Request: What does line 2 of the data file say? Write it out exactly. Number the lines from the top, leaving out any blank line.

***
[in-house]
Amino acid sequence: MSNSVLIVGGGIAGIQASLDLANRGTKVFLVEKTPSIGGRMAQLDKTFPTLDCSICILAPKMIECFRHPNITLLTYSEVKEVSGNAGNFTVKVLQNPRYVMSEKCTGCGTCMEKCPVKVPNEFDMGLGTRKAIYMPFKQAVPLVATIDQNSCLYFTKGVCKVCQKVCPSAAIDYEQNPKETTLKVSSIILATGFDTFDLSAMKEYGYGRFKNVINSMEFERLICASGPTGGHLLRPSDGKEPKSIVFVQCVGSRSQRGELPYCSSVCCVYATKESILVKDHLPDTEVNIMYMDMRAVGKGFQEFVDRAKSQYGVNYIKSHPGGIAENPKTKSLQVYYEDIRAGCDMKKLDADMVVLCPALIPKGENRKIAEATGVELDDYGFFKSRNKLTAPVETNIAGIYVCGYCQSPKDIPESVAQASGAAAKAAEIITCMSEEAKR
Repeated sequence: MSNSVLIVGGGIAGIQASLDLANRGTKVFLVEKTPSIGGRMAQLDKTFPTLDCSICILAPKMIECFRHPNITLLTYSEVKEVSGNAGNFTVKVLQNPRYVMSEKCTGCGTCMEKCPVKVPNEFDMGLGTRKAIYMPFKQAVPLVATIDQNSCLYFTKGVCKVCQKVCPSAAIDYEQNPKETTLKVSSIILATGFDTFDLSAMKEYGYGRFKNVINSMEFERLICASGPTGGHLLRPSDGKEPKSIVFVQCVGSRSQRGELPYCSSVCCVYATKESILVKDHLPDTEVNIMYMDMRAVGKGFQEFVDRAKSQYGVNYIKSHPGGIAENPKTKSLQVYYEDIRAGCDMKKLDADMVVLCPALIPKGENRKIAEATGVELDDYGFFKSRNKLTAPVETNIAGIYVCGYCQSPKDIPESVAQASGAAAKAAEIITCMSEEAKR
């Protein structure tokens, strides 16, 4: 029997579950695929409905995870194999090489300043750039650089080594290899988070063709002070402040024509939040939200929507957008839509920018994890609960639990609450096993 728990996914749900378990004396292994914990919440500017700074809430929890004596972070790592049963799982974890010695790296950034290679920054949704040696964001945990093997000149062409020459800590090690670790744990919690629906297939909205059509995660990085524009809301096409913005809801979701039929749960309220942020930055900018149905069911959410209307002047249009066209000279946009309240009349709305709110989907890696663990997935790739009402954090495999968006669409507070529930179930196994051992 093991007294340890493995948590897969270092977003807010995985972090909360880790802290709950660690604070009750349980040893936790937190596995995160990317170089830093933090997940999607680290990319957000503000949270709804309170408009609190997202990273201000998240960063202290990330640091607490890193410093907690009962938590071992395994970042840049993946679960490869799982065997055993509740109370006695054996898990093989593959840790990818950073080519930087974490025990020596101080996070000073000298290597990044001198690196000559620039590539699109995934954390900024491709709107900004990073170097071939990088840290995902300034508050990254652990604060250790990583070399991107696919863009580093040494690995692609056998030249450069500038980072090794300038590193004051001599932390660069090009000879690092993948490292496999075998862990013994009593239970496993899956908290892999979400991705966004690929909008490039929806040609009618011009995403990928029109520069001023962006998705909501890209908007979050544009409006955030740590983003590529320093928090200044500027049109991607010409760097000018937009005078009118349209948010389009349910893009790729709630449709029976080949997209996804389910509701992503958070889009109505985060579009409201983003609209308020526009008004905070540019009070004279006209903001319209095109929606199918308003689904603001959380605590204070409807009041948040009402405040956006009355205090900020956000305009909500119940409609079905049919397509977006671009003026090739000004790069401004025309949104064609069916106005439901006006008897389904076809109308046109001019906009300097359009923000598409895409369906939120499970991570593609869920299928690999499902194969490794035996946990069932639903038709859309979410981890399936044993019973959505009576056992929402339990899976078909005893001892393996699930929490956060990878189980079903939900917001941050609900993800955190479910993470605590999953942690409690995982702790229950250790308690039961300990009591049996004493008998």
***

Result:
Amino acid sequence: MSNSVLIVGGGIAGIQASLDLANRGTKVFLVEKTPSIGGRMAQLDKTFPTLDCSICILAPKMIECFRHPNITLLTYSEVKEVSGNAGNFTVKVLQNPRYVMSEKCTGCGTCMEKCPVKVPNEFDMGLGTRKAIYMPFKQAVPLVATIDQNSCLYFTKGVCKVCQKVCPSAAIDYEQNPKETTLKVSSIILATGFDTFDLSAMKEYGYGRFKNVINSMEFERLICASGPTGGHLLRPSDGKEPKSIVFVQCVGSRSQRGELPYCSSVCCVYATKESILVKDHLPDTEVNIMYMDMRAVGKGFQEFVDRAKSQYGVNYIKSHPGGIAENPKTKSLQVYYEDIRAGCDMKKLDADMVVLCPALIPKGENRKIAEATGVELDDYGFFKSRNKLTAPVETNIAGIYVCGYCQSPKDIPESVAQASGAAAKAAEIITCMSEEAKR